Toronto Maple Leafs Are In Need Of A Defensive Specialist

September 5th, 2012 3 Comments

When Toronto Maple Leafs general manager Brian Burke chose to fire Ron Wilson in favor of bringing in Randy Carlyle there were immediate rumblings that the Maple Leafs would go from a fire-wagon hockey club to one that puts an emphasis on physical play and defense.

A quick look at the roster Burke has assembled in Toronto reveals few players with above average physical prowess and no real defensive specialist. Burke made little changes on the backend which makes it tough for us to imagine a team that will improve dramatically in the goals against department.

After watching a couple of disappointing seasons, Burke shipped out Luke Schenn to the Philadelphia Flyers in return for James van Riemsdyk. Schenn led the team in hits last season with 270 while finishing third on the team with 115 blocked shots.

While Schenn’s minutes dropped dramatically from 2010-11 seasons 18:38 per game to last seasons 14:37, nobody ever questioned Luke’s heart or the effort he brought to the rink each night. Schenn may have struggled in his own end from time-to-time, but he was a warrior in terms of hitting and blocked shots, which will be hard to replace.

The plan is to have Korbinian Holzer step into Schenn’s place, with an outside hope of Mike Komisarek stepping up—neither option is awe inspiring, neither option is likely to replace Schenn’s considerable numbers.

Up front Carlyle and Burke look hell-bent on giving JVR a whirl at centre. With little experience at the centre ice position and questionable defensive skills the odds are against JVR being a success at centre, but when your hockey club has little in the way of options I suppose an effort to change should be applauded.

A line of Phil Kessel, JVR and Joffrey Lupul might be one of the more dangerous trios in terms of offensive output, but none of those players are known for their defensive play.

Sure, Lupul gets back when he can and Kessel is improving, but JVR can be a liability out there which means he will have to learn to back check responsibly next season, especially if he is going to be playing centre.

On the second line the Maple Leafs will choose three players from Mikhail Grabovski, Nazem Kadri, Nikolai Kulemin, Tim Connolly, Tyler Bozak, Clarke MacArthur and Matthew Lombardi.

Of those seven Kulemin and Grabovski are the best two-way players, while MacArthur, Connolly and the speedy Lombardi can also play a little defense. With Carlyle going with that defense-first mentality a lineup of Kulemin and Grabovski with Kadri or MacArthur on the second line seems most likely. The thing is, none of those players are capable of the big hit, none of them stand out as elite defensive players.

If you fail to ice much defense throughout your first two lines you’d better address it on the third and fourth lines. Burke added defensive-minded forward Jay McClement in the off-season. His presence on the penalty kill will be a welcome addition for a team that finished with the 28th ranked PK and 29th ranked defense last season.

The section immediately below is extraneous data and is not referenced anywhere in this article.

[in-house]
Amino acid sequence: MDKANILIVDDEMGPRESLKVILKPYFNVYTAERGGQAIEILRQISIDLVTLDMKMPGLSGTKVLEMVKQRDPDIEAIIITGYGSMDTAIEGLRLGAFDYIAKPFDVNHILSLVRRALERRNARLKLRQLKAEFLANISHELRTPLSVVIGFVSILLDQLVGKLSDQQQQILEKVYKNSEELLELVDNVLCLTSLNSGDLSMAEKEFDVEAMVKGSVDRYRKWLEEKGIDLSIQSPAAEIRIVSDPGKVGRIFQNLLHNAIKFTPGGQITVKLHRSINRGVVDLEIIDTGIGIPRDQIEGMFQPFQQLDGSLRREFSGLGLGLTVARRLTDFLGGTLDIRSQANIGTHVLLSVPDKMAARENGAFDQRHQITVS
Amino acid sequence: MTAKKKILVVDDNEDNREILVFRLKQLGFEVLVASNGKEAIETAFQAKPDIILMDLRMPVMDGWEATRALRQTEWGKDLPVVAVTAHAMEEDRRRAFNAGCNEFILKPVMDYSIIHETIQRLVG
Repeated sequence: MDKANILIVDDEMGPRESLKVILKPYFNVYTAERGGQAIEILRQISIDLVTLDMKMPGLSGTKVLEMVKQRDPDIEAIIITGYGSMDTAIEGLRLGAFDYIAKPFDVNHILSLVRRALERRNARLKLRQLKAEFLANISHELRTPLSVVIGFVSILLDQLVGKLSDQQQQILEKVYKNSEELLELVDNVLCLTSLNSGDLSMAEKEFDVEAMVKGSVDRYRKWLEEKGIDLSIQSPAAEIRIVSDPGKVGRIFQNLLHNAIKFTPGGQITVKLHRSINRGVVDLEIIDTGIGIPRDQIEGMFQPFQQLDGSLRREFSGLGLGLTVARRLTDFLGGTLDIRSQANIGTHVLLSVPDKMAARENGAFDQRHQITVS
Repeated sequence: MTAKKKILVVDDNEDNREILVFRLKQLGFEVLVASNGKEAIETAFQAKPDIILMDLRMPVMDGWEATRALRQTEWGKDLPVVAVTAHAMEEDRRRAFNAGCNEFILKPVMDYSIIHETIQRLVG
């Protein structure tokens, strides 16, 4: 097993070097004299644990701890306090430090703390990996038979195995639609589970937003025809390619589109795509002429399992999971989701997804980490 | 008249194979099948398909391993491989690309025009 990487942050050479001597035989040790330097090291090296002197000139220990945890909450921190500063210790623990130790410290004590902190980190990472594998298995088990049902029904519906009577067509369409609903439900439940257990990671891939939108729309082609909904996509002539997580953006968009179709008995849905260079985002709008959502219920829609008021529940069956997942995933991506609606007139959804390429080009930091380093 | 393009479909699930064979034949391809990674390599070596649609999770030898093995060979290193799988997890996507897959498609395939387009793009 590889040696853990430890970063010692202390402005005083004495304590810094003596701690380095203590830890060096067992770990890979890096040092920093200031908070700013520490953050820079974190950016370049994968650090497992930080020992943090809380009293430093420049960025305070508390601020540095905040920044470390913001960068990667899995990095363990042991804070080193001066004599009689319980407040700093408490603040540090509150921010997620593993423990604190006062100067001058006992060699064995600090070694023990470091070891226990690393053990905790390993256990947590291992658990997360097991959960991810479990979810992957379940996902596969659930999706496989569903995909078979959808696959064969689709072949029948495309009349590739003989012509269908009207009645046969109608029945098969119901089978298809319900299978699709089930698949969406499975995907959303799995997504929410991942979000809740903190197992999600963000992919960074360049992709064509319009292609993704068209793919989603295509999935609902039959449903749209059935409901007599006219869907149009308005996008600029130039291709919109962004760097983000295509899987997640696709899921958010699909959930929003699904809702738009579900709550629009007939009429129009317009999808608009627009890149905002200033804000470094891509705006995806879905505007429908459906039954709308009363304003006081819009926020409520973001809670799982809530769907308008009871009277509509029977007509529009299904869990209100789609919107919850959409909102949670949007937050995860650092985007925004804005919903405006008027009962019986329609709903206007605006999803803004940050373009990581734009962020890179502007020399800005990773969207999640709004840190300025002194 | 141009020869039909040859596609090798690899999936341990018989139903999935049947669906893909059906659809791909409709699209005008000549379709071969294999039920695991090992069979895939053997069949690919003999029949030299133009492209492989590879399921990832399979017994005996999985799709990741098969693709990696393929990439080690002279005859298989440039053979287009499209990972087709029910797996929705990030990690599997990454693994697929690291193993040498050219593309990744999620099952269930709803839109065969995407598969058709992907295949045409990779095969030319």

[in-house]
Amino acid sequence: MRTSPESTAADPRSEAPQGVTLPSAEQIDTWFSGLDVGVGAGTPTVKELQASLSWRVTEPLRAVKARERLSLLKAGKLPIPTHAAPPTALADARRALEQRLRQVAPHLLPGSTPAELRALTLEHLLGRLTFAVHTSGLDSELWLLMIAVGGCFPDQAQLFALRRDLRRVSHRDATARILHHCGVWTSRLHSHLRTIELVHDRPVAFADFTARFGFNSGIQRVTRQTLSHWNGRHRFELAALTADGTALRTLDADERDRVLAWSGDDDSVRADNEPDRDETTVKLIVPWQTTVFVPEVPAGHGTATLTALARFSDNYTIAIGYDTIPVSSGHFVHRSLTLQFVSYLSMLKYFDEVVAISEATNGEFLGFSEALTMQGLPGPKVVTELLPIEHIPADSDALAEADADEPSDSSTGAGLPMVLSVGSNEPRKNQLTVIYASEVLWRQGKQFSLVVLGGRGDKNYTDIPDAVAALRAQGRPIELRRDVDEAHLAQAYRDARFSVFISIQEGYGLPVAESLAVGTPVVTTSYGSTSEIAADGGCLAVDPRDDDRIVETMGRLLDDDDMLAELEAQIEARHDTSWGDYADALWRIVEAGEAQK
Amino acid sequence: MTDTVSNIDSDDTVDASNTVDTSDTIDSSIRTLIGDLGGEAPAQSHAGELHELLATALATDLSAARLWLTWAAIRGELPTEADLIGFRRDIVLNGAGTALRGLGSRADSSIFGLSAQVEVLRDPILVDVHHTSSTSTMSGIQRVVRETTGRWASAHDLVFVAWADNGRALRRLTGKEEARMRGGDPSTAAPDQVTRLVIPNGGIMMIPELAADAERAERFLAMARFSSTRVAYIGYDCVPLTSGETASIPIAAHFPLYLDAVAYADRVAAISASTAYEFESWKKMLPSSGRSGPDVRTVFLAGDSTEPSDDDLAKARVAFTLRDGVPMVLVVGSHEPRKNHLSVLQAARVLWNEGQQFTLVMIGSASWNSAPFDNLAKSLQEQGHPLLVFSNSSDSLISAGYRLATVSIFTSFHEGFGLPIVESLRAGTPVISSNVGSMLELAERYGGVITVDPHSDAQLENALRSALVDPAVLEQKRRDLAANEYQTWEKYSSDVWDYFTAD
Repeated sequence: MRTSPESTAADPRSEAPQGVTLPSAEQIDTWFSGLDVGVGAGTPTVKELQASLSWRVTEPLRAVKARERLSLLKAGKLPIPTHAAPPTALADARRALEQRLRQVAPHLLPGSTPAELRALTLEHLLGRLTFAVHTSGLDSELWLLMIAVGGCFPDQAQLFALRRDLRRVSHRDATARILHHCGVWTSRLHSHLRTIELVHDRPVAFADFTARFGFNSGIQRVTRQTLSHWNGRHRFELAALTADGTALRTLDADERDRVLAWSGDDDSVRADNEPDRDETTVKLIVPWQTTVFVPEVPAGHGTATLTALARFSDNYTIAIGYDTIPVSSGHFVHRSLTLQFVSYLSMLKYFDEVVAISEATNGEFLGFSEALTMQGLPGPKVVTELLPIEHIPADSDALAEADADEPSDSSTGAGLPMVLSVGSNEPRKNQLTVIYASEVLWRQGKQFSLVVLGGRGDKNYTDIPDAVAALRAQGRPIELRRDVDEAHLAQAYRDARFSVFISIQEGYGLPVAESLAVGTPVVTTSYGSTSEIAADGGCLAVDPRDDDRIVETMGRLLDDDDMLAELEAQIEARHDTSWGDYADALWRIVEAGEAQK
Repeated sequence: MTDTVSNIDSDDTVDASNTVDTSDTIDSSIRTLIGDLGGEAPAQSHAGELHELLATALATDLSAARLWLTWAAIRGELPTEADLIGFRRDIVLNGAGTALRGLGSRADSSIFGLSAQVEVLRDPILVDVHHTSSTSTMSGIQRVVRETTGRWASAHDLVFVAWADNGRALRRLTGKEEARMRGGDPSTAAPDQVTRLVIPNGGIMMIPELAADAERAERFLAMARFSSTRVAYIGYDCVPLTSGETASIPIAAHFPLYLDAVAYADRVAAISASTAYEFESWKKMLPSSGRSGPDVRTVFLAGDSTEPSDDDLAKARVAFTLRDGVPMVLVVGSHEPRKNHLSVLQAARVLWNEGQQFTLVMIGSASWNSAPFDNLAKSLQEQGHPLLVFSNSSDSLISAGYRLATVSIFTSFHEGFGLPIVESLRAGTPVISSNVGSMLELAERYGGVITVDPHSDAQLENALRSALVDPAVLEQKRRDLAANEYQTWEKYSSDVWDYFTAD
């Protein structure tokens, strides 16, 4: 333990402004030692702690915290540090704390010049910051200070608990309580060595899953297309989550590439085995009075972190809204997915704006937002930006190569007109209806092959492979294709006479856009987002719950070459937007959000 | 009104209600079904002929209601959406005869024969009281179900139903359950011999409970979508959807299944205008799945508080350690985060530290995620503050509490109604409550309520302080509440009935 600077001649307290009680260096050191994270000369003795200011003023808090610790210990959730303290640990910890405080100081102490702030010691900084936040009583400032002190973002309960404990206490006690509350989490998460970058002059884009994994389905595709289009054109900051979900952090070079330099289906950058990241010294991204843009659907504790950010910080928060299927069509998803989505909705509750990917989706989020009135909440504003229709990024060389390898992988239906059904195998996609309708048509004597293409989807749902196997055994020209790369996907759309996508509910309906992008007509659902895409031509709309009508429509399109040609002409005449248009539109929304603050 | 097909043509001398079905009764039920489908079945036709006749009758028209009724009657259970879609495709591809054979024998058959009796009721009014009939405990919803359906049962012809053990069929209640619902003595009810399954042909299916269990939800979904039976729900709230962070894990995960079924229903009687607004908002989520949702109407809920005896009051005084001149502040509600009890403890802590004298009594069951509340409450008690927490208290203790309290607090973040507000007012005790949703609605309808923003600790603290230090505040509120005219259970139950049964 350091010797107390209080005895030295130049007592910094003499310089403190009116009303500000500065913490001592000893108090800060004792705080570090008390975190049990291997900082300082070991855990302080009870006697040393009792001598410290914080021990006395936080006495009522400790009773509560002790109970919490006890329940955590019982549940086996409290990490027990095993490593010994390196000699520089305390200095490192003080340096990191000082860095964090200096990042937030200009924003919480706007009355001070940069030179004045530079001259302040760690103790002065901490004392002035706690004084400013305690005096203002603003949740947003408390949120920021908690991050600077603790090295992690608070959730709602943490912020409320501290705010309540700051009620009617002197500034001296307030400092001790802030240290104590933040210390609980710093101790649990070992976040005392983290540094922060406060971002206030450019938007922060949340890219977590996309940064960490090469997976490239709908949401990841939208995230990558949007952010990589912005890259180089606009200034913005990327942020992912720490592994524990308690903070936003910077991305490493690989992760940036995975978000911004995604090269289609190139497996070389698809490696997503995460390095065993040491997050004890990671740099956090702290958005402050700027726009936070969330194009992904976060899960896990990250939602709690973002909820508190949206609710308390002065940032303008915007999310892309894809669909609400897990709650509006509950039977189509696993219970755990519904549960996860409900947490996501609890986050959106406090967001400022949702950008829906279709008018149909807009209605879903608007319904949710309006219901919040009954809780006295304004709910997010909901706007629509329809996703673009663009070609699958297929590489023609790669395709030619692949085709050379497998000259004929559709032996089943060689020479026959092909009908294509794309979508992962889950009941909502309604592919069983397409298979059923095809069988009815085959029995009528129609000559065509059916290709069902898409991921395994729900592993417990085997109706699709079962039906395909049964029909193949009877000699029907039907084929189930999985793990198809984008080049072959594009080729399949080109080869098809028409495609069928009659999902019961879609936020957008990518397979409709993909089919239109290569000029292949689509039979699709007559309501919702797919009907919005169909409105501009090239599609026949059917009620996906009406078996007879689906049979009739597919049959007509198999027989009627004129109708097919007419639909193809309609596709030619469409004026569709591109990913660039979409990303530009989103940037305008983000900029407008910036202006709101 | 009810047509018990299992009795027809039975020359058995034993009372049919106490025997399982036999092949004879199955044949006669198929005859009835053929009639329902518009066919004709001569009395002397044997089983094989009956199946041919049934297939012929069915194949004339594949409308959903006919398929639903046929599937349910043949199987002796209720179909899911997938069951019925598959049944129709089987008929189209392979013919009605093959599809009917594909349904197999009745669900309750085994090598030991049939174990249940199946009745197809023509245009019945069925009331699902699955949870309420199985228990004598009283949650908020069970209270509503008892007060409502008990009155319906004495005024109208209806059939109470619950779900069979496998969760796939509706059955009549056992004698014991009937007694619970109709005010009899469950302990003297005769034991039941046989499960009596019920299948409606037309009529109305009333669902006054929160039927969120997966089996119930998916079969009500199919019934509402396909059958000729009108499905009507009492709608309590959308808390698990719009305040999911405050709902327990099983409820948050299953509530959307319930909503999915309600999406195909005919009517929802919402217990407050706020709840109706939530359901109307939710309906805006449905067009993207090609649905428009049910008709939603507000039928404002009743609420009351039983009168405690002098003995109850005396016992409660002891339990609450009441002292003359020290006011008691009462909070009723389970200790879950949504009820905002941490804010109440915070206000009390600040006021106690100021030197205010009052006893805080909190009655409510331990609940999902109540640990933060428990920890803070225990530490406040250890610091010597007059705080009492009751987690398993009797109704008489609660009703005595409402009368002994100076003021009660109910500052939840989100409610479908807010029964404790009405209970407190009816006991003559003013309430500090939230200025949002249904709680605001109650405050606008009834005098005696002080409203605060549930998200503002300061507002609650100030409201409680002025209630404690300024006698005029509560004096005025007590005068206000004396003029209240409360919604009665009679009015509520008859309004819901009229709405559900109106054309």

A line of McClement, Bozak and Matt Frattin might be a good mix of grit and speed, while a fourth line of Mike Brown, David Steckel and one of Leo Komarov, Lombardi or Connolly filling out the roster.

Still, when you consider the Maple Leafs bottom-six there is still a void in terms of a defensive specialist. If Burke fails to augment his roster he will have to rely on his players to bring a measure of snarl to the rink and be willing to pay the price to outplay their opponents both physically and in terms of physical fitness.

When it comes to the Maple Leafs roster Burke will have to rely on Hustle more than anything else. Hustle can overcome a lack of size, hustle can overcome a lack of skill and hustle can overcome a lack of physical play—the question is will Burke’s team be willing to pay the price?

Until next time,



  1. Patrick Cashman says:

    Luke Schenn was absolutely terrible in his own end and not time to time. Hits are overrated as most were in the neutral ice where he was actually a detriment to his team defence. Blocking shots are also of dubious value when you allow the opposing player to wind up and shoot, while Schenn screens his own goalie and blocks the puck fewer than he screens the goalie. Both Blacker and Holzer are better defensive options than Schenn. You didn’t spend much time on this article.

  2. MarkRitter says:

    Hi Patrick-

    Thanks for the comment. I watched Schenn play all season long. You are right, he wasn’t that great in his own zone, perhaps that is why he was let go? But stating that blocked shots are not a legitimate stat and that hits are overrated is laughable. Clearly, you don’t like Schenn, and that is alright! I spent enough time on the article to get the facts straight- schenn will be missed, talk to me after 20 games when the fans start asking why Burke let him go…

  3. Hudson says:

    Yeah, you could be right, Mark. On the flip side of what the Leafs do or don’t, Schenn will continue to develop on a gritty Flyers team. It will be easier for him there than here. I will be watching, and wish him the best. You never know, he could end up a hell of a lot better there than he ever could here.

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